dialects in movies

Jonathan Lighter wuxxmupp2000 at YAHOO.COM
Wed Apr 2 14:08:05 UTC 2008

How 'bout Grendel muttering Old English in _Beowulf_?  Must be intended to convey primordial ogreness, since his glamor mom speaks Modern.

  BTW, I correctly identified Grendel's father in grad school in 1976.  They laffed, but wait till I file my trillion zillion-buck lawsuit!  Woo hoo!  Now comes Miller Time!


Gregory McNamee <gm at GREGORYMCNAMEE.COM> wrote:
  ---------------------- Information from the mail header -----------------------
Sender: American Dialect Society
Poster: Gregory McNamee
Subject: Re: dialects in movies


You'll find plenty of regional stereotyping via dialect and accent in
films today, as well as in the past. I think of Thou> as a prime example of accent meant to convey various levels of
stupidity/gullibility. Farther back, is another film in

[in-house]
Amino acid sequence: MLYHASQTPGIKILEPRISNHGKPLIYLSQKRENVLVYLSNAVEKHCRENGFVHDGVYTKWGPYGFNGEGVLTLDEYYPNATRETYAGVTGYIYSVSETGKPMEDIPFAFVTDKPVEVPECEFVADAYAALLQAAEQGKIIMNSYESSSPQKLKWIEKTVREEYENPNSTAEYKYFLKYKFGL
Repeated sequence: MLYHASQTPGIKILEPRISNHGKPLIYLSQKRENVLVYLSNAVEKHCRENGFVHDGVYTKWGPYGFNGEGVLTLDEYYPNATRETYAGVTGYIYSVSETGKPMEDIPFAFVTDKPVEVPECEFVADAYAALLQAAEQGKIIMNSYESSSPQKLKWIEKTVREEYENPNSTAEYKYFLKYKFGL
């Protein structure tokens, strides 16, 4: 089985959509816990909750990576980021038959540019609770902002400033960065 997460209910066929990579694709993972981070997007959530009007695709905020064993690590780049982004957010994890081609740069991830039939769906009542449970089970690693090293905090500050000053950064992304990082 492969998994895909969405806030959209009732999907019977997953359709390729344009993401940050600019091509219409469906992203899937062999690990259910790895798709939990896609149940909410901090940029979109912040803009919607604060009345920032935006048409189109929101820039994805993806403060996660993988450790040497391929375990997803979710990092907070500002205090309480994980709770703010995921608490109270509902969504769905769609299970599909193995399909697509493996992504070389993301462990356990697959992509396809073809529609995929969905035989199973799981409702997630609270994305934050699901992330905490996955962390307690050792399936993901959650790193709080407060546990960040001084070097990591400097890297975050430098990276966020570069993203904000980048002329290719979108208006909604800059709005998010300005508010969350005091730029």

which the heavy has a decided brogue as opposed to the near-flat
affect of the other English-speaking characters. Dress> contrasts regional and urban African American dialects, and in Smoke> plays with Chicano English. Puerto Rican English meets New
Yorkese in , and accents are fitted to characters
closely in .

When I think of dialect/accent films, I think immediately of
, a wonderful orchestra of European and American accents.

I'm not sure how any of these will fit your thesis, but they're all
very well worth watching. Good luck!


The American Dialect Society - http://www.americandialect.org

You rock. That's why Blockbuster's offering you one month of Blockbuster Total Access, No Cost.

The American Dialect Society - http://www.americandialect.org

More information about the Ads-l mailing list